Virtuosity 11.11

Where words become worlds…

Find your balance

Throughout this year, I will be posting frequent reminders to find balance in the things that we do. That balance is dynamic and contradictory (i.e., enjoy eating, but don’t eat junkfood; be successful, but don’t be obsessed). My balance isn’t the same as yours, and on some days, balance means something different.

That’s okay. If you watch someone on a tightrope, they do not stand still. Instead, they wobble to the left, to the right, they move forward, and sometimes, they almost lose it. Sometimes, they do, and fall (hopefully) into a safety net, and start over on the rope again. Life is like that, too.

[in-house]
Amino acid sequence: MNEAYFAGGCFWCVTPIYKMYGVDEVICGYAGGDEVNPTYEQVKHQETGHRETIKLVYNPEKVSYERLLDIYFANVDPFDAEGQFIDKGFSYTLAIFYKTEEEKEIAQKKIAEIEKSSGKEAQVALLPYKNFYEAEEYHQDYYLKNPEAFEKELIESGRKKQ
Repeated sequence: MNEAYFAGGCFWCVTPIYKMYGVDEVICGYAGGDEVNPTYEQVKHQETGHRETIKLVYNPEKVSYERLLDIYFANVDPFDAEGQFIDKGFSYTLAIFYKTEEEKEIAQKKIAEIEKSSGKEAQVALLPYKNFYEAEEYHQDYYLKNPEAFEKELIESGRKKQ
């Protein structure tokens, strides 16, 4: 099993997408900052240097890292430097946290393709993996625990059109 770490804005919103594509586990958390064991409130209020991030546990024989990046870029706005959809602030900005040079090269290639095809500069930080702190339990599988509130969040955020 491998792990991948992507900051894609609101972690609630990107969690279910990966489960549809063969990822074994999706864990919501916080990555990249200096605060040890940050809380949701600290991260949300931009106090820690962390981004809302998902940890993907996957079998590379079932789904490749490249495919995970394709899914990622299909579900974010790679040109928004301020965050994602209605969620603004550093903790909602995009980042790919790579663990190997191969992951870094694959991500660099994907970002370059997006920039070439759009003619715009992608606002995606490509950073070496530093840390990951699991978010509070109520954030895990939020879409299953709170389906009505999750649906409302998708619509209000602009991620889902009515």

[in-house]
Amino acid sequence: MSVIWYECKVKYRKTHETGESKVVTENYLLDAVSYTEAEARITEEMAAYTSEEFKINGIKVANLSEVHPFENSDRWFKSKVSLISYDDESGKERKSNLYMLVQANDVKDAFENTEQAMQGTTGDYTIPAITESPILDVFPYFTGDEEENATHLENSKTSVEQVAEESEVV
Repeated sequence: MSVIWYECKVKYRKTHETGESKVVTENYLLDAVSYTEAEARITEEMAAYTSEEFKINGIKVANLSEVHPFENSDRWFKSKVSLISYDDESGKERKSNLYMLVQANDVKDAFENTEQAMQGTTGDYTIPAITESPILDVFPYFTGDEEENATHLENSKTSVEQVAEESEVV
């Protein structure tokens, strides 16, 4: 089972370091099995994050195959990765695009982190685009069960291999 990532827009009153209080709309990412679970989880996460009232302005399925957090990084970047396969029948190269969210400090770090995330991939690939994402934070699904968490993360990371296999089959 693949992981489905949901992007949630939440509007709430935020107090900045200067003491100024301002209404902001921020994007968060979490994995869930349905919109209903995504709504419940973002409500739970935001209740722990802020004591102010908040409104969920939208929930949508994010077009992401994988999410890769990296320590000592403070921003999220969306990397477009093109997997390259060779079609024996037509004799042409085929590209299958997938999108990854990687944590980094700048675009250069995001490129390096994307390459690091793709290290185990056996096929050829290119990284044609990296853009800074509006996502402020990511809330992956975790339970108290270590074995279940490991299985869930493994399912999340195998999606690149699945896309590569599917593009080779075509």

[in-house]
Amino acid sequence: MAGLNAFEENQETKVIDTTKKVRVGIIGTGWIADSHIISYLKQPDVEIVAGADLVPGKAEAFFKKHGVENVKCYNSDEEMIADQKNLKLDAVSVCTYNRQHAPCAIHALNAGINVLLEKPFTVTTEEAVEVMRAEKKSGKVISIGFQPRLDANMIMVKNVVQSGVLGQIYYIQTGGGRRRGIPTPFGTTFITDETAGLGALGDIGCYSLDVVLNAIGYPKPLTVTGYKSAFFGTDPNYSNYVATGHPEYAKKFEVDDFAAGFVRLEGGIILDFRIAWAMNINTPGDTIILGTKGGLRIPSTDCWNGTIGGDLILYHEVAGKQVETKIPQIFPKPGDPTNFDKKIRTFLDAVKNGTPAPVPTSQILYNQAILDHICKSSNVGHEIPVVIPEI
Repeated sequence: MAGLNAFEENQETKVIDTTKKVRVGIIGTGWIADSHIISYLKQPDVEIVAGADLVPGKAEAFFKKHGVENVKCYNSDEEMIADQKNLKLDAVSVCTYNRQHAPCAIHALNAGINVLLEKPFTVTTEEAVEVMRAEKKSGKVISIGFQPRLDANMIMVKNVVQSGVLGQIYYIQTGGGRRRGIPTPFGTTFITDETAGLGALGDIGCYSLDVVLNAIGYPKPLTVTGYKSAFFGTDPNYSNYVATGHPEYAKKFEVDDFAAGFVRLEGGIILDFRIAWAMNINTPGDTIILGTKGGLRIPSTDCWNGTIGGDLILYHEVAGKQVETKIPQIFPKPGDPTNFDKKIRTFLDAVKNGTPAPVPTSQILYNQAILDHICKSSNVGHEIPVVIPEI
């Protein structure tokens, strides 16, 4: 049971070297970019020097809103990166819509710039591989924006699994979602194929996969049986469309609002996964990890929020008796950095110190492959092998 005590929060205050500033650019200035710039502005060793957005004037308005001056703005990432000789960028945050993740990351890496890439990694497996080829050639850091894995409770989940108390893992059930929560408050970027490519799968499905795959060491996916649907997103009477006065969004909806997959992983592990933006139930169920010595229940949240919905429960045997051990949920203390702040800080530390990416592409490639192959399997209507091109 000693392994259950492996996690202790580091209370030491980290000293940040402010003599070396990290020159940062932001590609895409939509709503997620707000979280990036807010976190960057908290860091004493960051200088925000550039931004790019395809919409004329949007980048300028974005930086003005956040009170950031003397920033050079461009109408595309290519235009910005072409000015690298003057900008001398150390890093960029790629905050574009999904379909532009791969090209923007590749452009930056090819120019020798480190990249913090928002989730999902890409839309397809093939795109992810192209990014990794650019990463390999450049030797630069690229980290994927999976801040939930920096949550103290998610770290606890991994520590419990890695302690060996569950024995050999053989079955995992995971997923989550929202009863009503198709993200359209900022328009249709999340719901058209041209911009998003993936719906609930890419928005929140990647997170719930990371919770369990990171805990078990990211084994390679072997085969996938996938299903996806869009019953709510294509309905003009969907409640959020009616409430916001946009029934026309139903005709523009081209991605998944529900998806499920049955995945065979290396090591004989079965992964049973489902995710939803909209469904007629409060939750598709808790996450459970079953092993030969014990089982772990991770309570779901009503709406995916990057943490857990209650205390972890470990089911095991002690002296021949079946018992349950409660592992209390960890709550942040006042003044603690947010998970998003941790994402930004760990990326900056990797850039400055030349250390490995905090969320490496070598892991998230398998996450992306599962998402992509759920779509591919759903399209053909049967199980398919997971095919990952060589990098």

Today, think about your balance. How will you accomplish your goals, but find the balance that you need in your life, and what does that balance look like? It may change each day, but at least, on some days, you are thinking about it. Like today!




Take care of yourself

Take care of ALL of you.

Do things to care for your mind, heart, and body. Try to find balance in all these things.

Today, do one thing for your mind, one thing for your body, and one thing for your heart.

Then, go to bed, wake up in the morning, and repeat!


Know your weaknesses

Critique yourself. What are your weaknesses, and what are you doing to improve them?improvement

I come from a philosophy where I try to be hyperaware of my weaknesses so that when the critique from others come, it is not a surprise. That way, my inner response can be, “I’m working on it!” rather than, “Oh, wow. I’m shocked!”